Encourage healthy snacking. Many seniors don’t like to eat large meals or don't feel hungry enough to eat three full meals a day. One solution is to encourage or plan for several mini-meals throughout the day. If this is the case, make sure each mini-meal is nutritionally-dense with plenty of fruits, vegetables and whole grains. Whole grains and fortified cereals are a good source of folate, zinc, calcium, vtamin E and vitamin B12, which are often lacking in a senior’s diet. Cut back on prepared meats, which are high in sodium and saturated fat.

Take care of dental problems. Maintaining proper oral health can enhance nutrition and appetite. Make sure dentures fit properly and problems like cavities and jaw pain are being properly managed. Insurance plans, including Medicare, cover certain dental procedures.

Consider government assistance. Home-delivered meals, adult daycare, nutrition education, door-to-door transportation and financial assistance programs are available to people over the age of 60 who need help.

Take them to the store. If lack of transportation is an issue, take your loved on to the grocery yourself. You can also hire a helper or neighbor to do this if you aren't available. Another option is to order his groceries for him, either from local grocers that make home deliveries or from an online grocery website. Many seniors might not be savvy enough to order food from the internet, but you could schedule a regular order for them so that groceries will be delivered right to their doorsteps.

Give reminders. If poor memory is interfering with good nutrition, schedule meals at the same time each day, and give visual and verbal reminders about when it's time to eat.

Maintain food storage. Keep extra food on hand in case of an emergency. Elderly people who live alone should keep some canned and non-perishable foods in the cupboard in case weather or health problems make it difficult to go shopping.

Use supplements carefully. While it’s tempting to take vitamin supplements to make up for nutritional shortfalls, be careful about toxicity. The elderly do not process vitamin A as quickly as younger people do, making them susceptible to vitamin A toxicity, for example. Certain vitamins can also interact with medications, so make sure you or your loved ones discuss the idea of supplements with their healthcare provider.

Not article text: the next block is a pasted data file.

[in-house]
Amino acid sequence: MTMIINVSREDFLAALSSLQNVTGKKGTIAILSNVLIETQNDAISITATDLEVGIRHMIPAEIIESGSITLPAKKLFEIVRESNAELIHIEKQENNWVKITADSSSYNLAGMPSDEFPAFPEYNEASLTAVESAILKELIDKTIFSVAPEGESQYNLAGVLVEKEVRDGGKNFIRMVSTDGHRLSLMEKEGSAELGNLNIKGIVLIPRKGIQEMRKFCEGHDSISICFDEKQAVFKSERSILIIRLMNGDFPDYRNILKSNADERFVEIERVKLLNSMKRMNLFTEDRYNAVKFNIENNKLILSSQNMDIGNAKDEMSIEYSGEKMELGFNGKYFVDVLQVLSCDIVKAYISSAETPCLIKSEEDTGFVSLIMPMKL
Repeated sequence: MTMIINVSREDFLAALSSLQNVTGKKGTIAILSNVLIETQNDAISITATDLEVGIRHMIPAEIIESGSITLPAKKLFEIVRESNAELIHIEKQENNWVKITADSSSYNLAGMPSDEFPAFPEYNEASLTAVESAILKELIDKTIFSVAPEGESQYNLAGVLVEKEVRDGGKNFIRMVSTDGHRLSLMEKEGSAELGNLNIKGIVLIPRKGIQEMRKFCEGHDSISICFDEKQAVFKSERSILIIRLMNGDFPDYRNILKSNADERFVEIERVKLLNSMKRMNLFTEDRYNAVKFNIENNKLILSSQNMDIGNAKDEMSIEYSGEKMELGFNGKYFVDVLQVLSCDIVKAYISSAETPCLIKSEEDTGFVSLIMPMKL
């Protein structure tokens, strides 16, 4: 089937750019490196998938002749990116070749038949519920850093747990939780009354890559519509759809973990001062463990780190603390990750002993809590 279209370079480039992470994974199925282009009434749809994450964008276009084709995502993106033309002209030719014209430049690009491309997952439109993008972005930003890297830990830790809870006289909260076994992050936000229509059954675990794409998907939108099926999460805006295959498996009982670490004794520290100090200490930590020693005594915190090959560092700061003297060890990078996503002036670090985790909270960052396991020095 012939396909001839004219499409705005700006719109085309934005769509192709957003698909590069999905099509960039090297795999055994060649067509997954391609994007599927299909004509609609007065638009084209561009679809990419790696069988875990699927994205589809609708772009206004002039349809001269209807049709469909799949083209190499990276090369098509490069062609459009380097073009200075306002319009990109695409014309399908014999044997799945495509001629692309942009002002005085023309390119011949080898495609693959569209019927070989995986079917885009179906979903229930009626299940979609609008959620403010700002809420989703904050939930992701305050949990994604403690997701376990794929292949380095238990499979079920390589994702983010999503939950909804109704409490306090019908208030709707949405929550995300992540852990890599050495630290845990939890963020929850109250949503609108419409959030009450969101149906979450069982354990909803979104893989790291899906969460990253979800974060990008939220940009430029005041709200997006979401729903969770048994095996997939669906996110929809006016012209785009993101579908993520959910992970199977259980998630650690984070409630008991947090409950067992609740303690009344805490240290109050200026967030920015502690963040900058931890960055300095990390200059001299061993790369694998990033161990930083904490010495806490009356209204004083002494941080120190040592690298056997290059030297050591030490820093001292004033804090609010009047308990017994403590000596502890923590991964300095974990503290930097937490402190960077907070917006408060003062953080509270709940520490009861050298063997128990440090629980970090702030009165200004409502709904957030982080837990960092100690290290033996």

Click here to to redeem your SparkPoints
  You will earn 5 SparkPoints

Member Comments

We can’t go back, SparkFriends, however we can start right where we are Report
For sure, aging does change our taste buds, BUT . . . having been sparking since 2010, I know that leading a healthy lifestyle and eating healthy foods has helped me develop my tastes to appreciate healthy foods. I am thankful to be able to cook and prepare nutritionally sound meals for DH and myself. It's a blessing, and my body is grateful.

Thanks or this information.

Thank you. Report
Thanks for the info and good reminders. Report
Thank you! I am helping with my mother-in-law and was looking for some info and there was your article. Thank you!! Report
I am that elderly person you are talking about (ok I'm only 77, so maybe not elderly, elderly, but certainly elderly.) But I take no medicines. I let food and good eating be my source of wellness (Thank you Spark People). When you eat well and wisely you are less likely to be prone to all the problems you talk about. I hope I am not kicking myself in the a** for saying this, because any of those condition could creep in and take over at some point in the future. Report
I can't see my stepmother because of Covid but she self-reports not being hungry. Fortunately she lives in assisted living where staff encourage her. Report
excellent read Report
Good information. I try to help elderly neighbors by picking up senior center lunches for them (and us). They are quite well balanced.
My husband also skips many of his meals, only wanting to eat about once a day. He thinks it's a good way to lose weight :( He is often suggesting I lose more weight, but I don't like to lose it the way he does. I'm within healthy guidelines, but used to weigh less when we got married and the kids were young. How important is it to weigh what we did when we were in our 20's and 30's now that we're in our 70's and 80's? Report
Financial difficulty in these times are indeed a large issue. We do cut back on food intake to insure $$ for meds, home taxes, car requirements, utilities or other financial needs. (in the case of a friend, to make sure her pet eats) . Most seniors I know are too embarasssed to admit they are struggling and will not get in line for free food and supplies that are being offered. (at 69) I put my own pride in check and get in line and ick iup for several and then split the boxes among them so they get what they need or want and none gets wasted. Plus I am able to cook and use some of the subsidies to cook for them. The prices of nuts, fresh vegetables and most meats are continually increasing. The artilce is informative and can suggest to younger people how to help, but it is still difficult for us older generations to admit defeat and the need for help. Report
It is disheartening to start a year this way Report
thank you Report
Good information to share with my Dad and Aunt...thanks! Report
thanks Report


About The Author

Leanne Beattie
Leanne Beattie
A freelance writer, marketing consultant and life coach, Leanne often writes about health and nutrition. See all of Leanne's articles.